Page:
Tasha. This sort of madness wrecks her own prospects and deeply shames her family. By the world standards, Natasha has failed terribly. If we encountered a news clip about such a person, we might rapidly come to the conclusion that she lies beyond the range of normal sympathy. She had so much; she thought only of herself, she got what she deserved. And yet Tolstoy’s view is that if we grasp what things are like for Natasha inside her mind, we can’t and won’t withdraw our sympathy. She isn’t in truth self-indulgent, frivolous or totally lacking in devotion. She’s just a sexually inexperienced young woman who feels abandoned by her preoccupied boyfriend. She is someone who has a deeply impulsive and warm nature and is easily carried away by joy and happiness. She is also acutely worried about letting other people down, which is what leads her into trouble with the scheming and manipulative Anatole. Tolstoy keeps us on Natasha’s side and by doing so, he is getting us to rehearse a move he believes is fundamental to an ethical life: if we more accurately saw the inner lives of others, they couldn’t appear to us in the normal cold and one-dimensional way, and we would treat them with the kindness which they truly need and deserve. No one should be outside the circle of sympathy and forgiveness. For Tolstoy, a particular task of the novel is to help us to understand the so-called ‘dislikeable’ characters. One of the most initially repellant characters in his fiction is the husband of Anna Karenina, the heroine of his great novel of the same name, the pompous and stiff Karenin. The novel, a tragedy, tells the story of the beautiful, clever, lively and generous hearted married Anna, whose life falls apart when she falls in love with Vronsky, a splendid young cavalry officer. Anna’s husband – Count Alexei Alexandrovich Karenin is a fussy, status conscious, mannered high-ranking government official who is often callous towards Anna and unable to answer any of her emotional yearnings. As Anna’s affair with Vronsky develops, her husband’s main worry is that it might lead to social gossip which could undermine his public standing. He appears to have no sincere feelings at all about the marriage itself. He comes across as simply cold and brutish. But then Anna gives birth to her lover’s child, she is ill, and in a highly touching scene Karenin is deeply moved, weeps for the infant, for the mother, and forgives Anna: No, you can’t forgive me, says Anna. And yet he suddenly felt a blissful spiritual condition that gave him all at once a new happiness he had never known: a glad feeling of love and forgiveness for his enemies filled his heart. He knelt down, and laying his head in the curve of Anna’s arm; he sobbed like a little child. Thanks to the judicious Tolstoy, we see entirely unexpected aspects of the man. His inner life is not at all what we would expect, judging from the outside. But Tolstoy’s point is that Karenin is not really an exceptional character. He is just the normal mixture of bad and good. It is highly usual for rather off-putting people to have huge reserves of buried tenderness, to have dimensions to their characters very different from and often much nicer than those that their forbidding appearance suggests. We are invited on a comparable journey in relation to another character in Tolstoy’s fiction, the hero of the The Death of Ivan Illych, published in 1886. At the start of the novel, we meet Ivan, a high court judge at the pinnacle of society who appears selfish, vain and cynical. But one day, while helping hang some curtains, Ivan falls from a ladder and becomes aware of an inner pain which is the first sign of a disease which is soon diagnosed as fatal. He will have just a few months left to live. As his health declines, Ivan spends a lot of time sitting on the sofa at home. His family, aware at just how inconvenient his death will be to their social and financial standing, begin to resent him and his illness. He’s short and ill-tempered back. And yet inside, Ivan is going through a range of epiphanies. He looks back over his life and atones for its shallowness. He becomes newly sensitive to nature and to the ordinary kindness of his manservant, a humble uneducated man of peasant stock. He grows furious at the stupid way in which everyone avoids paying attention to the one really crucial fact about life: that we all die. He realises that our mortality should be constantly before our minds and should inspire continual kindness and sympathy. As he dies, Tolstoy imagines Ivan finally feeling pity and forgiveness for all those around him. As is typical in his writing, Tolstoy recounts in detail the vast philosophical and psychological dramas going on inside his hero’s head. All that those around him – the doctors and his family get to see is a sullen man who spends a lot of time with his face to the wall and yet we can see a visionary, a prophet and a man of outstanding moral courage and generosity. In writing about Ivan, Tolstoy wanted us to see his life as representative of all human potential, if only we could wake up to it before it is too late. When he was about seventy, Tolstoy pulled together his thinking about being a writer in a long essay, What is art? It is one of his most important books. In it, Tolstoy proposes that art has a great mission. Through great art, he tells, us ‘Lower feelings – less kind and less needed for the good of humanity are forced out and replaced by kinder feelings which better serve us individually and collectively. This is the purpose of art.’ As a supremely skilled and seductive writer, Tolstoy knew that novels need to be entertaining, or we simply won’t bother to read them. But he was also convinced that they have to aspire to be something else as well: key supports for our own stumbling path to maturity and kindness. And they can do this because they are able to get into a place we need but rarely have access to: the inner lives of other people. In What is art?, Tolstoy was mostly writing about the works of other authors, but it is really his own achievement that he is, indirectly and modestly, summing up. Great writers shouldn’t ever be just helping their readers pass the time. Their writing must be a form of therapy, an attempt to educate us towards emotional health and ethical good sense. As they aged, the tensions between Leo and and his wife Sophia grew. He complained that they had “totally opposite ideas of the meaning of existence”. Ye he insisted that even as Sophia “grew more and more irritable, despotic and uncontrollable” he continued to love her, though he admitted that he had given up trying to express his feelings. “There is no greater tragedy than the tragedy of the marital bed”, he wrote. Finally, when he was past eighty, Tolstoy couldn’t take it any more, and deserted his wife and family. He ran away in the middle of a freezing November night, caught pneumonia and died at the nearby railway station, where he was waiting for a train. Tolstoy’s funeral was a major public occasion. Thousands showed up from across Russia and the world. This was fitting, for his central proposal has enormous social implications. Tolstoy realised that our picture of what other people are like is a great driving force of relationships, economics and politics. He held up the tantalising idea that art could be the major vehicle for getting more accurate and often much kinder – ideas about what is going on in the minds and lives of other people. His body was taken back to his house and buried in the garden, under some trees where he liked to play as a child.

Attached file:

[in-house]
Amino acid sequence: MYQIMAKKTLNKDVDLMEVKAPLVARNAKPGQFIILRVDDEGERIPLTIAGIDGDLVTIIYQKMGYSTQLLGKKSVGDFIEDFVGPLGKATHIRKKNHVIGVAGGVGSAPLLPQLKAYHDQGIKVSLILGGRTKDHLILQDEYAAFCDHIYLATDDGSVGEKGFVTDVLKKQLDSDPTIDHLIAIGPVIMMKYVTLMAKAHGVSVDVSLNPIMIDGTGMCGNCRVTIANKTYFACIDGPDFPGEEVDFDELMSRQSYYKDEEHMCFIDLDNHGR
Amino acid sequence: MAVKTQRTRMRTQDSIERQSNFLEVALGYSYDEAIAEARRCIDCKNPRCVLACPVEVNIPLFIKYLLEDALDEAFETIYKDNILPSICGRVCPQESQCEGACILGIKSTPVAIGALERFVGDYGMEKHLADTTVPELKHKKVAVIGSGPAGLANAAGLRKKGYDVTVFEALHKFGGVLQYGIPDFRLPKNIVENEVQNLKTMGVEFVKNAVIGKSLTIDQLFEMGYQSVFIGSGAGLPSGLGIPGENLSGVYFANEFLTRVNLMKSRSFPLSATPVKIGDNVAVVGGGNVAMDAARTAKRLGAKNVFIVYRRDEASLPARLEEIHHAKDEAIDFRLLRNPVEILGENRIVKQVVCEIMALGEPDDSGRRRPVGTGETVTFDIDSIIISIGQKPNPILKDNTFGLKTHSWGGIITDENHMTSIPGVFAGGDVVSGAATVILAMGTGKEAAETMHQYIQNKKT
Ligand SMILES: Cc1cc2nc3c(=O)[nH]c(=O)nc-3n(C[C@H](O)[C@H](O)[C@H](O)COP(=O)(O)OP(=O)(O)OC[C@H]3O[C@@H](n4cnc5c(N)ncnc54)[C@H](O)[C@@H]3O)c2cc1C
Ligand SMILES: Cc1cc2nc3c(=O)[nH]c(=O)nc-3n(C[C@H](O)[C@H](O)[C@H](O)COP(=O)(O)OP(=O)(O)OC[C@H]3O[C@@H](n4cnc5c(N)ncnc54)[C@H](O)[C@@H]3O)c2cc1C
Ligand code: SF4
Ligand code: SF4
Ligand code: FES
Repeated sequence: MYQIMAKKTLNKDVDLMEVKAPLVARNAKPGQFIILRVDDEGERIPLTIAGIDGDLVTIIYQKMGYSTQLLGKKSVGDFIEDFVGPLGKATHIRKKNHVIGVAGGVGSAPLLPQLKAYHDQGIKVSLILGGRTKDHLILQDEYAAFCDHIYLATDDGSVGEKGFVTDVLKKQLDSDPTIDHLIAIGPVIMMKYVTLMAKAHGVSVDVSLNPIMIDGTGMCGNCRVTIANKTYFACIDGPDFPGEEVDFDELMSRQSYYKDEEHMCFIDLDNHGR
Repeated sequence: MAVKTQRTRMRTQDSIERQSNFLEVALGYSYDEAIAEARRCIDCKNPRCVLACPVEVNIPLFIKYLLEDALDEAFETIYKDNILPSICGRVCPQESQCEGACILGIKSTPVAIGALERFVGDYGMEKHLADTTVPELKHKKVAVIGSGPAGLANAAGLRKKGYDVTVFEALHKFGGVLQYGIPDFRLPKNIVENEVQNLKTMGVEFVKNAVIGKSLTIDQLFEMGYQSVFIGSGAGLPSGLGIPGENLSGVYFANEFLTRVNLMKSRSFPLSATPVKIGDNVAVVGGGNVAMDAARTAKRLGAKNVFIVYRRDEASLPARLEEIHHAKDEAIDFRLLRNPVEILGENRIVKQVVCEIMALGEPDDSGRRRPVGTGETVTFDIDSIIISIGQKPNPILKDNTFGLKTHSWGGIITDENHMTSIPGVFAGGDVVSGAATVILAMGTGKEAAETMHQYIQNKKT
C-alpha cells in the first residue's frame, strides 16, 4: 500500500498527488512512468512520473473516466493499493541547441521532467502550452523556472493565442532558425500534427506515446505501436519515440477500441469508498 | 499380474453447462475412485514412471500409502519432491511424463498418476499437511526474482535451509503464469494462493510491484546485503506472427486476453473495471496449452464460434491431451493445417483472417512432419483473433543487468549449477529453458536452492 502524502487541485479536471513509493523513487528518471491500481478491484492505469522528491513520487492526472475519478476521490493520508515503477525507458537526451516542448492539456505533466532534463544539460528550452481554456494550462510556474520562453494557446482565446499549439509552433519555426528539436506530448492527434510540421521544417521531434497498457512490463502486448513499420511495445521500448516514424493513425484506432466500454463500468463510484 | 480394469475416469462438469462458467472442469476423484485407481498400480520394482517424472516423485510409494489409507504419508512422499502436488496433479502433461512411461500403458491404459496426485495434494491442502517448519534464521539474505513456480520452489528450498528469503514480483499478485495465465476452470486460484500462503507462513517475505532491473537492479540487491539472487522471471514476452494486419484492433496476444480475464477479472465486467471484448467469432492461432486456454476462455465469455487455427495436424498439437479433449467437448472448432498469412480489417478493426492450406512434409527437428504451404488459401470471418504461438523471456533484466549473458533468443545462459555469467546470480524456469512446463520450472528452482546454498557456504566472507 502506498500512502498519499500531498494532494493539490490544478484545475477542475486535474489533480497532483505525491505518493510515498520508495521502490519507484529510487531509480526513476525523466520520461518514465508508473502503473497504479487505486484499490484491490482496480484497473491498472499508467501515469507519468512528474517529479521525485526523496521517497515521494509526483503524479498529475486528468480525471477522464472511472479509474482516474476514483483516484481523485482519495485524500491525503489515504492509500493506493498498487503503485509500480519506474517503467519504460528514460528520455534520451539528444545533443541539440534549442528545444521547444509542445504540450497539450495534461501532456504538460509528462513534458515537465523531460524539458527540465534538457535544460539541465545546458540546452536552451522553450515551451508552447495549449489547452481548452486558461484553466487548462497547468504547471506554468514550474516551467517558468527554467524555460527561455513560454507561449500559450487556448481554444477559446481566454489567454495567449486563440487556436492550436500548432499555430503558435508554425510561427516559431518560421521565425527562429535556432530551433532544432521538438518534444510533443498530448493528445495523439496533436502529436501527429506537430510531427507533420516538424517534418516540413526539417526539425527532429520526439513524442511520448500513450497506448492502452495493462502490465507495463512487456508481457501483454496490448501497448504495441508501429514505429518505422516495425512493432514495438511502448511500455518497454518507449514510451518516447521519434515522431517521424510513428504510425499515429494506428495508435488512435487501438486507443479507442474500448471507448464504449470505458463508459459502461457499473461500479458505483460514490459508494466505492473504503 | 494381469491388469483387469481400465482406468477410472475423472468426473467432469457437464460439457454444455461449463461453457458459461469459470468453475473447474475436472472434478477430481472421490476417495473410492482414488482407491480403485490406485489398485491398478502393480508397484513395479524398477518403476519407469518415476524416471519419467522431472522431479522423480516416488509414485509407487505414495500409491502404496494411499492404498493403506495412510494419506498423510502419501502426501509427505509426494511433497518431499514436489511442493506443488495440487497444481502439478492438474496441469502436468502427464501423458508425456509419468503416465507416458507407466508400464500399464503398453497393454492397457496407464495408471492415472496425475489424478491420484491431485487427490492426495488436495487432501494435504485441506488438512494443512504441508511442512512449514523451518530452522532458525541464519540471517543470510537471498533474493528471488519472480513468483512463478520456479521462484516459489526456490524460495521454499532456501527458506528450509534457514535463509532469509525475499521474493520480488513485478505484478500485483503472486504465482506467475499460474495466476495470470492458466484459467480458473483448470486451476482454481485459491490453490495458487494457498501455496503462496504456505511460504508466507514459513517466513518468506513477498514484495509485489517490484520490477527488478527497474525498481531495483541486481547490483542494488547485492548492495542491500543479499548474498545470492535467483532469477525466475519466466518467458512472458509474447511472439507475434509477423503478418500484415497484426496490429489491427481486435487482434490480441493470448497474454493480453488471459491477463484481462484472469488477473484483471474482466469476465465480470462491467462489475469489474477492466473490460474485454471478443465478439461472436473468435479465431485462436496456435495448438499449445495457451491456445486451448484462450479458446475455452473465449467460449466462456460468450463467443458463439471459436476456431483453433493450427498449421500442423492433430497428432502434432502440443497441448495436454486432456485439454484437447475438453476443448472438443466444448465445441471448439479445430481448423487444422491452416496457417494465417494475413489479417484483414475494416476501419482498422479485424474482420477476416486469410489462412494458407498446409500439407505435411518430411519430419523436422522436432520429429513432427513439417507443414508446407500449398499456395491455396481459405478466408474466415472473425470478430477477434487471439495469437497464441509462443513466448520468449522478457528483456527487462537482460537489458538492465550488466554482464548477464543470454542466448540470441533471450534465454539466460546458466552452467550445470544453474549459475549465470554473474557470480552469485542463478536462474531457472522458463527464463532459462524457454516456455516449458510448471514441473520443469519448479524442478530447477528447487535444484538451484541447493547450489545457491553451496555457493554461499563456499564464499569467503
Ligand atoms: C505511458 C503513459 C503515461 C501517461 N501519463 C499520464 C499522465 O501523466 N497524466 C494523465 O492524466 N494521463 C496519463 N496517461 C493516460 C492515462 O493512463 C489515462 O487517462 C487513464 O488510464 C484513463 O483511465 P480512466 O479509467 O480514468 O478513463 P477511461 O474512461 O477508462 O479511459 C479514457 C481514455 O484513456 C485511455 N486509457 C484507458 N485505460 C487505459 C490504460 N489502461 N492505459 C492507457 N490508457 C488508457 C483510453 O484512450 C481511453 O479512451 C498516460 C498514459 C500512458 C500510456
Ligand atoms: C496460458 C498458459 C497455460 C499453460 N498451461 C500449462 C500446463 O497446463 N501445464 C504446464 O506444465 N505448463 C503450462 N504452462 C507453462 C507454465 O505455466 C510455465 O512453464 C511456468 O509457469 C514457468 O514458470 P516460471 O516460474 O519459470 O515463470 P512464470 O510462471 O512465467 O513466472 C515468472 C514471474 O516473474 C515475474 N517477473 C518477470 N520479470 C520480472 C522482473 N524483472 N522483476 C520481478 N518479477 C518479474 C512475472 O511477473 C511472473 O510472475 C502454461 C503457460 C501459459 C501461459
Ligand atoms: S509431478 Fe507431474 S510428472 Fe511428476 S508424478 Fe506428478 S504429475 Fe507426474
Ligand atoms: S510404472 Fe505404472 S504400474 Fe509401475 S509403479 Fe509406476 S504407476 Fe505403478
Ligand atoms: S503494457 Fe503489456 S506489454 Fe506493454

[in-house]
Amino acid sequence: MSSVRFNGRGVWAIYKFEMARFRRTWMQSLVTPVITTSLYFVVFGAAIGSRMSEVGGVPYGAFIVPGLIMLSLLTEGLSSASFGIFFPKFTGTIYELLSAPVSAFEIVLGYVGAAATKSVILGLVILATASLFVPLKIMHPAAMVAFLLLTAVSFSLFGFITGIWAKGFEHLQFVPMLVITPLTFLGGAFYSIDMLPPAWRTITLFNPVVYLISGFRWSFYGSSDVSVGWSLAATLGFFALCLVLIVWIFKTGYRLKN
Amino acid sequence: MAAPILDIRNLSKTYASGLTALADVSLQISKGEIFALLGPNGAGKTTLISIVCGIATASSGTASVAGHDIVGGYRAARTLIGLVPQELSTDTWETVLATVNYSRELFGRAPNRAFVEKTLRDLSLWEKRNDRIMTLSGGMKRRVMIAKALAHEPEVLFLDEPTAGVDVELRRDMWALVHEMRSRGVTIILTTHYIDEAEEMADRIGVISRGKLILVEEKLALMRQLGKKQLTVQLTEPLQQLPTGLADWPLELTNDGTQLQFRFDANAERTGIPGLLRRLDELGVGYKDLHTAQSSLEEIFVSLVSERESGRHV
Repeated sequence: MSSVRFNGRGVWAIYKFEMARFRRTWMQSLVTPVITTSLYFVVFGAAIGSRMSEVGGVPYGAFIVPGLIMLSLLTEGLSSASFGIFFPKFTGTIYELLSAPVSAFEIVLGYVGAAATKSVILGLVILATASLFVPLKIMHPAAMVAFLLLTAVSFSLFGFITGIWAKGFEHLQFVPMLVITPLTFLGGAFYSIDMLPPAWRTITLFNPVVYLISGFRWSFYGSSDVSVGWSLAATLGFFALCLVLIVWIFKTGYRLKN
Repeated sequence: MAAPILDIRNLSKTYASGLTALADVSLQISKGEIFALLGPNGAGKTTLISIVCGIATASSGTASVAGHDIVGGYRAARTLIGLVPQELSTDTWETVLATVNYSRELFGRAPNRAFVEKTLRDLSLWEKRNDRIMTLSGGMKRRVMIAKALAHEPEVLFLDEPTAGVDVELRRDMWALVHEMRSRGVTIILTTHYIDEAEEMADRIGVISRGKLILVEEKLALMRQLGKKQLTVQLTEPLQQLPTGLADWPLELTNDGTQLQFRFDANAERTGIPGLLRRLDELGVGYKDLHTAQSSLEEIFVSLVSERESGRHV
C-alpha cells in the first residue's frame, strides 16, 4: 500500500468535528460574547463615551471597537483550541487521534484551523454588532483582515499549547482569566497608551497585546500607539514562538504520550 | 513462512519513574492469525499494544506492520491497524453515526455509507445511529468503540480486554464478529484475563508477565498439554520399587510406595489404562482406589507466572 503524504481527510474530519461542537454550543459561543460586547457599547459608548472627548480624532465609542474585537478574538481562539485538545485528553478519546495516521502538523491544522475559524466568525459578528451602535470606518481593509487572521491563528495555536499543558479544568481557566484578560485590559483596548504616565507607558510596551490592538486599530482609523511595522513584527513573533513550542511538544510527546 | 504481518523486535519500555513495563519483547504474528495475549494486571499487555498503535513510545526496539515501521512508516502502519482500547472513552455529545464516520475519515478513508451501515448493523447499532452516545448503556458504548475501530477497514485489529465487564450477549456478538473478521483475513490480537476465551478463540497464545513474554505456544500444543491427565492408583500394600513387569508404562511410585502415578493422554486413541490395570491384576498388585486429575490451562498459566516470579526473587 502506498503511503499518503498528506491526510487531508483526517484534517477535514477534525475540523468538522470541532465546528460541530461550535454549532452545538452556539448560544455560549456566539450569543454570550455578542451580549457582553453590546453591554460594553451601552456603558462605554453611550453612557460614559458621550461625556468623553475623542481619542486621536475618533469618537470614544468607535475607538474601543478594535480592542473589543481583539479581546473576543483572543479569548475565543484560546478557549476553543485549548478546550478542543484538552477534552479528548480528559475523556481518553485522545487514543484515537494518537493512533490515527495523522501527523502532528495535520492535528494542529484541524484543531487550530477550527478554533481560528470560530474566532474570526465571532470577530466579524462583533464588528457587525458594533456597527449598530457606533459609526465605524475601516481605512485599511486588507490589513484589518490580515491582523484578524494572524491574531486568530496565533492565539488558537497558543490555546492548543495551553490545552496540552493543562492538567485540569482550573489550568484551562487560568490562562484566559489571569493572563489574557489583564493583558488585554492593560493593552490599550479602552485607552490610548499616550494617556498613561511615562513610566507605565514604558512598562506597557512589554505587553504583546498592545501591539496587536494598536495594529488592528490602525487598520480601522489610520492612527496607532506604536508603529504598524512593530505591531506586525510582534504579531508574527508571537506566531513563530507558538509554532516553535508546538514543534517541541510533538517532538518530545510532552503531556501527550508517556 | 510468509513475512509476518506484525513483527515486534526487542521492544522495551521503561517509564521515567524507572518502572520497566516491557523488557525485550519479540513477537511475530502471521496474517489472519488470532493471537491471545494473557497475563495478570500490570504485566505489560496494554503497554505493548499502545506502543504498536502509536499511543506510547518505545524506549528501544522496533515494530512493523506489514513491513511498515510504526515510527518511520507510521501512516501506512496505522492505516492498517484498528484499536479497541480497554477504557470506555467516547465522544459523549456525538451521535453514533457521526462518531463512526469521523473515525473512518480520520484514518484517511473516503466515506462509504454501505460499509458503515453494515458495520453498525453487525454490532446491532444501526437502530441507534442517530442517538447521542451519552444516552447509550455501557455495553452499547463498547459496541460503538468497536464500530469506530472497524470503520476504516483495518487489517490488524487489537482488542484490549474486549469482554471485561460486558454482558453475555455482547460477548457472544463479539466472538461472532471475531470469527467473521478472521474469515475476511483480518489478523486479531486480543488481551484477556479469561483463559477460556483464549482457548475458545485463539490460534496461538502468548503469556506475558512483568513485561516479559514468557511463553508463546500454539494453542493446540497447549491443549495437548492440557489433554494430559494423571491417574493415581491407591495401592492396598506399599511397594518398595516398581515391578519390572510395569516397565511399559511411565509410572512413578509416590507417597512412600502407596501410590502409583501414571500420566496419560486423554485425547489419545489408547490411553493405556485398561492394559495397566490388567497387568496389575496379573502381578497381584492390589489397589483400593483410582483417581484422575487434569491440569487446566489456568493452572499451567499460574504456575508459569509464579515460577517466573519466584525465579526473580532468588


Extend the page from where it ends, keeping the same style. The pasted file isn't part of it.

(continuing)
100 comments